Aug. 29, 1833

Owing to the new arrangements of the mails, we shall be enabled in future to send our papers which go eastward one day earlier than usual. Some of our subscribers at the east, hitherto, have not received their papers, (in consequence of there not being a daily mail,) until they were nearly a week old. By this arrangement they can receive their papers on the day they are published. This will make the paper more interesting. We hope our friends at the East, (as well as elsewhere) will try and add a few good names to our subscription list.

Aug. 30, 1844

Mr. Wires, whose proposal for opening a writing school in this town, appeared in the last Journal, and on the outside of this week’s paper, has postponed the undertaking for the present.

Aug. 31, 1866

A Lively Time. A half dozen young men from Rockland, who had hoisted in a supply of beer, and otherwise felt their oats, caused a smart row in our streets on Wednesday morning. They indulged in insolent language to people they met, and made a raid on a toyshop, carrying off some of the goods. The police were called, overtook the raiders opposite the American house, and pounced upon them. A smart fight ensued. Three or four men were down at a time, struggling among the legs of horses, to the damage of clothing, &c. Four of the lively young men were captured and secured in the lock-up, where there is every facility for cooling off and repentance.

Aug. 30, 1877

The piles of melons about the fruit shops appear like shot and shells ready for an engagement. And they hurt folks, too.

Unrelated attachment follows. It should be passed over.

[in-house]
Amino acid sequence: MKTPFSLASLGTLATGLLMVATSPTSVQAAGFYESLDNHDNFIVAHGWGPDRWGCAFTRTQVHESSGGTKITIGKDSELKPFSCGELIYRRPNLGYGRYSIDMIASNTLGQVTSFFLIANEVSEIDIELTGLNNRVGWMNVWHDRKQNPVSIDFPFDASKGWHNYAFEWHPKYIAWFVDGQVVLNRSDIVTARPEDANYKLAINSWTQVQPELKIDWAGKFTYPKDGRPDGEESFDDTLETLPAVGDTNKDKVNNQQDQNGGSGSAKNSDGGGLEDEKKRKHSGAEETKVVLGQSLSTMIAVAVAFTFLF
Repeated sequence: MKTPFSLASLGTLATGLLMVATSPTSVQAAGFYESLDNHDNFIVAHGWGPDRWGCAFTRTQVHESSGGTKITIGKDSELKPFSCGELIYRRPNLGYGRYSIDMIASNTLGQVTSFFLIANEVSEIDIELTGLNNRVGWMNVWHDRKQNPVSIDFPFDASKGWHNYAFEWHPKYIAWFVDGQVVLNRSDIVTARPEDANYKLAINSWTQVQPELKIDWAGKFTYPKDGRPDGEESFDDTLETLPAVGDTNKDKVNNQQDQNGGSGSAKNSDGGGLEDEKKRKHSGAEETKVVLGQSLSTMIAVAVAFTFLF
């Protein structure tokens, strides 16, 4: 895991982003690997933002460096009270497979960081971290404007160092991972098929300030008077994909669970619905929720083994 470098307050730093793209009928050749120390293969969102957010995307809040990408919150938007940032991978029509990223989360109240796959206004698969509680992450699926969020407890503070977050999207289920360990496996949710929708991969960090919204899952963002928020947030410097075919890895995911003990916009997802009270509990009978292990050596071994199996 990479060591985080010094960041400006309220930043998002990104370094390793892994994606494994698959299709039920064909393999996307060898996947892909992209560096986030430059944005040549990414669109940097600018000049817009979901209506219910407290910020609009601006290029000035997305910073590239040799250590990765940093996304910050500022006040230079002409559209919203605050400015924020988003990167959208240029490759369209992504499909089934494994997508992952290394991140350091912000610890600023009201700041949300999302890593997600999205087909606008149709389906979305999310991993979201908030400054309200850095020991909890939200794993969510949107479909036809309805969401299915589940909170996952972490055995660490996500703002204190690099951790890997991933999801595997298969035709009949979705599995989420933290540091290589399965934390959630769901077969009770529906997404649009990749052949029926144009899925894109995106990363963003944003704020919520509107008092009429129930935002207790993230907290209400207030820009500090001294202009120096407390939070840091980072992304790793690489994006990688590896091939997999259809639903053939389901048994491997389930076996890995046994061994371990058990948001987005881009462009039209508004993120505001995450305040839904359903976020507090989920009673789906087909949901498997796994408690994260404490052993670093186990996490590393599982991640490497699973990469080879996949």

What the world is waiting for is the woman who can go to a store and get a pair of boots that will fit her at the first trial.

Aug. 31, 1899

E. S. Shuman dug a potato Tuesday that was in seven distinct parts. It is said to be the largest number of separate potatoes grown into one that was ever seen here.

A brown fur boa was found on Main street Saturday evening and left at Francis’ store.

Aug. 31, 1911

The corn factory is all ready for business and will begin the season’s work in a few days. Steam was on last Monday to test the machinery. The plant consists of a very neat and substantial set of buildings. They are painted white, the roofs are covered with corrugated iron and the grounds are enclosed by a wire fence, the posts of cedar, painted white. On the gable of the street end of the husking shed you read: “Saco Valley Canning Co., Packers of Yankee Cream Corn.”

Compiled from archival holdings by Sharon Pietryka, reference & special collections librarian at the Belfast Free Library.

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